Ex-Nokia team promises human-eye resolution mixed reality
Dubbed Varjo Technologies, the Finnish startup has just 19 employees – including many ex-Nokia folks – and a smidgen of seed capital at present, but has managed to produce a headset with some innovative new technology. The prototype headset, dubbed 20|20, gives an effective resolution of 70MP, compared to 1.2MP for an Oculus or 1MP for Microsoft’s HoloLens.
VR currently is too low-resolution for industrial design use, for example, Varjo’s founder Urho Konttori told The Register. “If you’re a designer you want to be able to see contours and reflections of light on cars. Instead it looks like Lego on current systems.”
When we tried it, the headset looked like a standard pair of VR goggles, with one crucial difference. When worn, the viewer sees a centered box of very high-resolution display, taking up about a ninth of the total viewing area, with lower-resolution areas around it.
In the prototype, the high-def viewing area stays in the middle of the screen. In the first production model, expected in 2018, the increased resolution viewing box will follow the direction of the eye in seven milliseconds, making the device much more useful.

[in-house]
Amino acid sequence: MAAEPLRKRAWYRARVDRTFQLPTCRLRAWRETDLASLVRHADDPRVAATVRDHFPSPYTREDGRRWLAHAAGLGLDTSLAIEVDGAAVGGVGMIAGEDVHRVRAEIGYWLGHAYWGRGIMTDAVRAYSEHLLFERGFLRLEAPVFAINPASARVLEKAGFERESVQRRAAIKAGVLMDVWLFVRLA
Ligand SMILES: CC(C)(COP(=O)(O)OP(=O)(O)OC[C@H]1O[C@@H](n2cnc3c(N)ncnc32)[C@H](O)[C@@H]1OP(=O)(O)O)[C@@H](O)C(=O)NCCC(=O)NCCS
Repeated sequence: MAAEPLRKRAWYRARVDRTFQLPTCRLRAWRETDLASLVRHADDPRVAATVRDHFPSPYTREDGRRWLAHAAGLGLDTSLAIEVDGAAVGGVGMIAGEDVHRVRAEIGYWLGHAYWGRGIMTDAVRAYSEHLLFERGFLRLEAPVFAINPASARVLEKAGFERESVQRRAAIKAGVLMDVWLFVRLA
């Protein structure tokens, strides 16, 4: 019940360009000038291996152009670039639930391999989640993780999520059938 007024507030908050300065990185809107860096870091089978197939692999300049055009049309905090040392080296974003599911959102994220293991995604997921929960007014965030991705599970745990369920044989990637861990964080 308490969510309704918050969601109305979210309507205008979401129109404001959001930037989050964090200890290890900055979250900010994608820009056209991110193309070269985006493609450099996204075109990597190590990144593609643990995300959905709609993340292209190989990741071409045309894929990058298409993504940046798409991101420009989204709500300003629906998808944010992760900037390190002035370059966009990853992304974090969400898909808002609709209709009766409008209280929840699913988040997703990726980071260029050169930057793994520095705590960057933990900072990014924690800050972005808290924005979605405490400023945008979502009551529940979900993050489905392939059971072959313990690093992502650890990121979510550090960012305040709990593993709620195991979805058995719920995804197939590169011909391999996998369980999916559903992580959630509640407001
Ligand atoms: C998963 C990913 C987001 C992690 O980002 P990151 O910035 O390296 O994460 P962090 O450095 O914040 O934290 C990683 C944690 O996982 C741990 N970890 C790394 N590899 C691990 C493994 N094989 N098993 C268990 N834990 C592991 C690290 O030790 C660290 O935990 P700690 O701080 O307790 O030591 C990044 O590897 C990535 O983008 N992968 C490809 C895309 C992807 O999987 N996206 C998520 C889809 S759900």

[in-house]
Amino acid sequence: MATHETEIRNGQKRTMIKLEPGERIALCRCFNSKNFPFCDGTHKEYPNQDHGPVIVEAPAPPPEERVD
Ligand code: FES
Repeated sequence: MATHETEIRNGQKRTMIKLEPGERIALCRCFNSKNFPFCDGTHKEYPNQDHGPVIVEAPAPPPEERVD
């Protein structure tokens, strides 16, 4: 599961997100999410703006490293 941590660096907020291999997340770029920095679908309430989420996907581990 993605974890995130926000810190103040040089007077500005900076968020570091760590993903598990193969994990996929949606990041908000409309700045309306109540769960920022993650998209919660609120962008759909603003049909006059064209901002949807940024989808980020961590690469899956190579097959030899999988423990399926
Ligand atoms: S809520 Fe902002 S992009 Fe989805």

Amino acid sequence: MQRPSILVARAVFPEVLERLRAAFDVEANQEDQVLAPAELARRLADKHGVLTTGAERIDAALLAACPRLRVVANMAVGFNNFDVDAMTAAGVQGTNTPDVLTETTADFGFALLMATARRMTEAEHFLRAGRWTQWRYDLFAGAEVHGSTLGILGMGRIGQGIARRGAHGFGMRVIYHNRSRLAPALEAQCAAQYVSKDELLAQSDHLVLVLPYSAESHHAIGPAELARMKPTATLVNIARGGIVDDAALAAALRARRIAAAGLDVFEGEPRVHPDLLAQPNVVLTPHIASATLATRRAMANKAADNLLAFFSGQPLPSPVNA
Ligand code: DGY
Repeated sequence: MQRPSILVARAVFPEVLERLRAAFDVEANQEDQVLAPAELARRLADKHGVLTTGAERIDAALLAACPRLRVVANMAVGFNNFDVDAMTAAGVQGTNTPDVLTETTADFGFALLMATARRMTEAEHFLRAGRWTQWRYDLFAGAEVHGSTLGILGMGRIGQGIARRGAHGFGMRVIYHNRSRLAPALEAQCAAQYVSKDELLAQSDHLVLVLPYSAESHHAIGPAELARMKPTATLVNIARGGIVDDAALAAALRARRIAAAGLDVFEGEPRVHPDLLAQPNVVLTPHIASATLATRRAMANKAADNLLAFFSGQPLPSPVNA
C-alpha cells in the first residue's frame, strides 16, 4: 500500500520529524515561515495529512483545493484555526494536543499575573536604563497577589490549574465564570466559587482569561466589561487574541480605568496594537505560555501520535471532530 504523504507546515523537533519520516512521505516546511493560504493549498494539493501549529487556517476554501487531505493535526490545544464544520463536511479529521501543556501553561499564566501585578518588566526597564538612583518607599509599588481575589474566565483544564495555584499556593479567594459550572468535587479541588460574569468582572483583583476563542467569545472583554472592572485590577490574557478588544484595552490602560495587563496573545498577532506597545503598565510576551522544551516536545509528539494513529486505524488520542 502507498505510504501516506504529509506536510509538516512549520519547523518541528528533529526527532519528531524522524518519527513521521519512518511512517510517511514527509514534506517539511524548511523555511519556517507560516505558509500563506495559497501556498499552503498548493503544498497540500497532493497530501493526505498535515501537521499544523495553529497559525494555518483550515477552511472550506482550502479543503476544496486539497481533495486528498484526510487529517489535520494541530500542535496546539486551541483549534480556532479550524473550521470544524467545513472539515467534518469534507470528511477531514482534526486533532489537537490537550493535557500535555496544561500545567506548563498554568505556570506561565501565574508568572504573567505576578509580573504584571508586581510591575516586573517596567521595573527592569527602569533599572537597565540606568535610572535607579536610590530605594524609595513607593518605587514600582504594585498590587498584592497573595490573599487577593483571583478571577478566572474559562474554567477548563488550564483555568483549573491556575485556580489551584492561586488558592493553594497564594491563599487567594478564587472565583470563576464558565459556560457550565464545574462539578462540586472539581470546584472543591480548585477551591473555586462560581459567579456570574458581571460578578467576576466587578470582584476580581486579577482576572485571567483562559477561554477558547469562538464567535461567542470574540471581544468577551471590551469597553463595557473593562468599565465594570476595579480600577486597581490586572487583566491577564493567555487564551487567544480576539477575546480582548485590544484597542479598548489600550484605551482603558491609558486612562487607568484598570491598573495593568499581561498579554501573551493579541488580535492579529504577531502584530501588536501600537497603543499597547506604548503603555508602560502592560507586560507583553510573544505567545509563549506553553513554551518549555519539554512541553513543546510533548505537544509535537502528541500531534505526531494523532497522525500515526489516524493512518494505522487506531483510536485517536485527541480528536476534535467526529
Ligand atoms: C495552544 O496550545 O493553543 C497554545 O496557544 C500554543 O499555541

Getting the eye-tracking right was very tricky, Konttori said, and the firm has developed a system that can do the job even when the user is wearing glasses. The reflective quality of reading glasses caused a serious problem, however the company says that it has a hardware fix for the issue already sorted out.
In the demonstrations we tried, the system looks very impressive. Resolution within the box is excellent, while the areas around it are no better or worse than commercial VR systems. But what could cause other players in the industry to get nervous is the patent portfolio that Varjo has amassed.
Konttori said its hardware patents have already been granted by the US patent office and that it isn’t planning on sharing its tech with other suppliers.
The device uses both the Unity and Unreal engines for content, but don’t expect much in the way of games. Varjo intends to sell the system exclusively to commercial companies – at least initially – until the consumer VR and AR markets become more mainstream.
The technology, based on our brief hands-on experience, looks promising. But then the VR industry has almost become defined by its carefully controlled demos that over promise and under deliver: just look at Magic Leap, which after hundreds of millions in venture capital funding has failed to produce much more than hot air. ®